This blog post was based on MediaStorm’s tips on collecting audio and photos. Check them out for more information.

Examples

With that in mind, here are some examples of Soundslides stories.

Here are some student examples of Soundslides stories.

Brooke Eades (voted best slideshow in the class)
Egla Negussie (voted second-best slideshow in the class)
Dyann Diercks (another strong slideshow)

And please see the Soundslides tutorial on YouTube if you need help with the technology. Here’s another help page for Soundslides as well.

Download a free trial of Soundslides so you can work from home, too.

COJO 3530, Week 2: Planning for Multimedia

This week, we will cover how to critically think about and plan for your multimedia stories. This involves a basic understanding of how and why each media platform is successful. We will discuss that today. On Friday, we will segue into the related topics of navigation and usability. Let’s begin.

When you have a story to tell, critically think about the media platforms that you have available to tell the story. Your future employer may rely on you for suggesting and executing a story that is told in multiple fashions. A glance at our class schedule shows the multitude of ways in which you can tell a story. Let’s examine the qualities associated with each multimedia platform.

  1. Photo Slideshows: Photos capture moments. They are helpful for pictures that can appear in a predetermined linear format. Users can sometimes control the speed of the slideshow and sometimes cannot. Oftentimes, slideshows have audio associated with the photos. Oftentimes, captions to the photos are present. Example with audio. Example without audio.
  2. Audio: Audio captures vocal emotion. Radio is still powerful, even after all of the new media developments. Why? Sometimes, sound cannot be described in words. Sound expresses emotion like photos and words cannot. Audio must be good quality or else it can be distracting. Audio must keep the listener’s interest with powerful language and vivid descriptions. Example.
  3. Video: Video captures sequences of events. They are helpful for when you want to show action, highlight a location, or hear AND see a person central to the story. It is effective when it is short, to the point, and does not repeat the same story in other formats. The quality should be decent or else it can be distracting from the story. Example.
  4. Information Graphics: Infographics simplify complex data. They are helpful for presenting detailed visual information that includes maps, descriptions of a process, diagrams, timelines, charts, lists, data, numbers, and statistics. Example.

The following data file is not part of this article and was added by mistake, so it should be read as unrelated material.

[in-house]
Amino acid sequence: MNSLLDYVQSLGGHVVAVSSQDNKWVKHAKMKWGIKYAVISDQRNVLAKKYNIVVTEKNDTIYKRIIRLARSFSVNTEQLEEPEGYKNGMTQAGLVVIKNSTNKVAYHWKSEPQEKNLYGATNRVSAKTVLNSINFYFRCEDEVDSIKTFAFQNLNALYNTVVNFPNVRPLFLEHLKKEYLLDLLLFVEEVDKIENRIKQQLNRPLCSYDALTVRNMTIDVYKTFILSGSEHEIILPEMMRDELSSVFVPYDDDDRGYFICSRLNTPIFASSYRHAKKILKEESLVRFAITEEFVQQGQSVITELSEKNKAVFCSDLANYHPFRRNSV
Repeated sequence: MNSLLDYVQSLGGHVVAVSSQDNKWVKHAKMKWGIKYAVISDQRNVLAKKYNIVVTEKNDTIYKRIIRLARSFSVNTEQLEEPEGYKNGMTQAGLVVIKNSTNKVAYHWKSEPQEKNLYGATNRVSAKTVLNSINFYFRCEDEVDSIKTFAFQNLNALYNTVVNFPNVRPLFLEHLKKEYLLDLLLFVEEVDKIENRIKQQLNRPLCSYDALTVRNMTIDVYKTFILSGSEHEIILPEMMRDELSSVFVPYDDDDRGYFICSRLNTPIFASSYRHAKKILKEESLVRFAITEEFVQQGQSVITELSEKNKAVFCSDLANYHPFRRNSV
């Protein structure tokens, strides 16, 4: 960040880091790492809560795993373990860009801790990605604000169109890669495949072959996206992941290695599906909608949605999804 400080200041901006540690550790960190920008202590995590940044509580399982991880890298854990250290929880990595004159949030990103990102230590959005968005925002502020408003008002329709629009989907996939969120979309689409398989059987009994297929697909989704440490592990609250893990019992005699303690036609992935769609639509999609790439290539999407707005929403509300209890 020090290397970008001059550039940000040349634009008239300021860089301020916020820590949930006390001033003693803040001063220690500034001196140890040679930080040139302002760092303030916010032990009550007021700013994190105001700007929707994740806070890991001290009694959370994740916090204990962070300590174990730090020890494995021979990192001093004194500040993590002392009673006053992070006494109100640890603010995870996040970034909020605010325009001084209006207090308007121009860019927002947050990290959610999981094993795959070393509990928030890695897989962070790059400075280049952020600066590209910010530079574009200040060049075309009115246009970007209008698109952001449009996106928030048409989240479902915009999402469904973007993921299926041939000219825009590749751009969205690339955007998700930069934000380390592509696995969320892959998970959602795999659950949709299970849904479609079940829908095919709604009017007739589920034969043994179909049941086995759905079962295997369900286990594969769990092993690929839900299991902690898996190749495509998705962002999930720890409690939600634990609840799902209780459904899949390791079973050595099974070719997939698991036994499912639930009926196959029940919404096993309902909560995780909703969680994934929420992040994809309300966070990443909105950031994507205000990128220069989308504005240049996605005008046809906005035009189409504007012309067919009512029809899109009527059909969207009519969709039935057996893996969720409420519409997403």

5. Putting it all together: Information Layering. This is when reporters and producers use multiple points of entry into a story package. Each “point of entry” is a different media platform and each can stand alone (i.e., a complete, understandable story is told within each platform and not reliant on an earlier platform to be understood). Example.

Now let’s examine the questions for deciding if a story has multimedia potential.

  1. Can the story be broken down into several topical “chunks”? –> If yes, then consider information layering.
  2. Does the story describe a process? –> Infographics, videos, slideshows
  3. Is the story laden with figures or statistical information? –> Infographics
  4. Is there an emotional narrative to be told? –> Video, photos, audio
  5. Are there dramatic visual moments and events? –> Video, photos
  6. Does the story contain historical references? –> Infographics (e.g., timelines combined with other media)
  7. Is there potential for animations or games? –> Infographics

Depending on how you answer the questions above, you may have one or more possibilities of how you tell the story. In this class, you will have the chance to tell a story in most of the multimedia platforms, thus getting experience in each one. If you ever work with a team of media professionals, then hopefully you have the skills and knowledge necessary to critically think about how to best tell your story.

And again, I can’t emphasize enough that working across platforms is the future of media content. Think about your smartphone or tablet. It’s personal, intimate, tactile, interactive, and full of multimedia. These qualities facilitate expectations of in-depth information presented in ways YOU want to see it presented. We like options. We want to pick if we get to read, watch, hear, or explore the content.

Because nearly half of all Americans currently have smartphones, and that number continues to rise, society will continue to have greater expectations for multimedia information distribution. So let’s assume that you are proficient in several media platforms and you work with a team to create multimedia content. What happens next? That brings us to…